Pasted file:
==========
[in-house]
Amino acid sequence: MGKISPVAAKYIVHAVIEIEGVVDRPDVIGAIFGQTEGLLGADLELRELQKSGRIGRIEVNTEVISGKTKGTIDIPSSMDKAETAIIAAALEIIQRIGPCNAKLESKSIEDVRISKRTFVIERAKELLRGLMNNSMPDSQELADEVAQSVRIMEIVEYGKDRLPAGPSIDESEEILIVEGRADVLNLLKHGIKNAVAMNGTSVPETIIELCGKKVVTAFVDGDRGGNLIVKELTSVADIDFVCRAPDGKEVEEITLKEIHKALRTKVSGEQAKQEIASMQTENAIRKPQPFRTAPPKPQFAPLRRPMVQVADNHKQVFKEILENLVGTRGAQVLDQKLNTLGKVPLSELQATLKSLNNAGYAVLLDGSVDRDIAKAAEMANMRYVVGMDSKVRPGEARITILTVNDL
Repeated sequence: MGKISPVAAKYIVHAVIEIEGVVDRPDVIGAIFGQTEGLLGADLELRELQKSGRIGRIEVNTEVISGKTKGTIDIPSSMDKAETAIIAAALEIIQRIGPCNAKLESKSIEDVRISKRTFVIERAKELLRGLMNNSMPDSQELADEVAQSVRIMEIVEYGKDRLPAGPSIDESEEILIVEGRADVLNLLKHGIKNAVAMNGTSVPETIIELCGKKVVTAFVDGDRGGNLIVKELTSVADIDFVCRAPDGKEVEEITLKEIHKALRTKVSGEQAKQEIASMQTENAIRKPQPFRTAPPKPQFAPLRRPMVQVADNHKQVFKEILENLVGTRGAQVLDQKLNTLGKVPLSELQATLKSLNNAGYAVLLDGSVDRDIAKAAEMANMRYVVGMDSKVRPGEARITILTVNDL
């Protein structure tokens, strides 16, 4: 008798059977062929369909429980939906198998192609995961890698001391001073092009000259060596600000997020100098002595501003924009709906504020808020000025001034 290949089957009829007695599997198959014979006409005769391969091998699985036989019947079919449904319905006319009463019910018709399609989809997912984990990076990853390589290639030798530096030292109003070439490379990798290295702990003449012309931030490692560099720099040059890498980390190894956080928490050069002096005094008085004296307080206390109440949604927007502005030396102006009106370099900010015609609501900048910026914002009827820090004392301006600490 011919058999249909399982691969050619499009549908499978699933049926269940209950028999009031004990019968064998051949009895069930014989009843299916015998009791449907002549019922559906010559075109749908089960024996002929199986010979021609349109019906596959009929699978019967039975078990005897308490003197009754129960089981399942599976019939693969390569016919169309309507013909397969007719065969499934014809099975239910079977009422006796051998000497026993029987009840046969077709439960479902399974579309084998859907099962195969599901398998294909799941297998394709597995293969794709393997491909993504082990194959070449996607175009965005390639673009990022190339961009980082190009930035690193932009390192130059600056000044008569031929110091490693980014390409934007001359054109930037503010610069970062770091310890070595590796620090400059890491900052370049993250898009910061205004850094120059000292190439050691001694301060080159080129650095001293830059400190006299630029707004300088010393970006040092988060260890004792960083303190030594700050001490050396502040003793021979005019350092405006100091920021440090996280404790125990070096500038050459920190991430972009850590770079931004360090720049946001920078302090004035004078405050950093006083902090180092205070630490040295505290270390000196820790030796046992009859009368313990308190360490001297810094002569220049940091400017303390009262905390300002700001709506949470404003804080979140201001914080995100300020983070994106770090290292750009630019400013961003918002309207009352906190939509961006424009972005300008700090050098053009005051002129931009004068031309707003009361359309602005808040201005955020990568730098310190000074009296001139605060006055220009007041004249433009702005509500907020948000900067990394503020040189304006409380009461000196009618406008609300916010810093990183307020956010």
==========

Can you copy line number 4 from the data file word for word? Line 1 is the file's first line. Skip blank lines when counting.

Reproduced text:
């Protein structure tokens, strides 16, 4: 008798059977062929369909429980939906198998192609995961890698001391001073092009000259060596600000997020100098002595501003924009709906504020808020000025001034 290949089957009829007695599997198959014979006409005769391969091998699985036989019947079919449904319905006319009463019910018709399609989809997912984990990076990853390589290639030798530096030292109003070439490379990798290295702990003449012309931030490692560099720099040059890498980390190894956080928490050069002096005094008085004296307080206390109440949604927007502005030396102006009106370099900010015609609501900048910026914002009827820090004392301006600490 011919058999249909399982691969050619499009549908499978699933049926269940209950028999009031004990019968064998051949009895069930014989009843299916015998009791449907002549019922559906010559075109749908089960024996002929199986010979021609349109019906596959009929699978019967039975078990005897308490003197009754129960089981399942599976019939693969390569016919169309309507013909397969007719065969499934014809099975239910079977009422006796051998000497026993029987009840046969077709439960479902399974579309084998859907099962195969599901398998294909799941297998394709597995293969794709393997491909993504082990194959070449996607175009965005390639673009990022190339961009980082190009930035690193932009390192130059600056000044008569031929110091490693980014390409934007001359054109930037503010610069970062770091310890070595590796620090400059890491900052370049993250898009910061205004850094120059000292190439050691001694301060080159080129650095001293830059400190006299630029707004300088010393970006040092988060260890004792960083303190030594700050001490050396502040003793021979005019350092405006100091920021440090996280404790125990070096500038050459920190991430972009850590770079931004360090720049946001920078302090004035004078405050950093006083902090180092205070630490040295505290270390000196820790030796046992009859009368313990308190360490001297810094002569220049940091400017303390009262905390300002700001709506949470404003804080979140201001914080995100300020983070994106770090290292750009630019400013961003918002309207009352906190939509961006424009972005300008700090050098053009005051002129931009004068031309707003009361359309602005808040201005955020990568730098310190000074009296001139605060006055220009007041004249433009702005509500907020948000900067990394503020040189304006409380009461000196009618406008609300916010810093990183307020956010």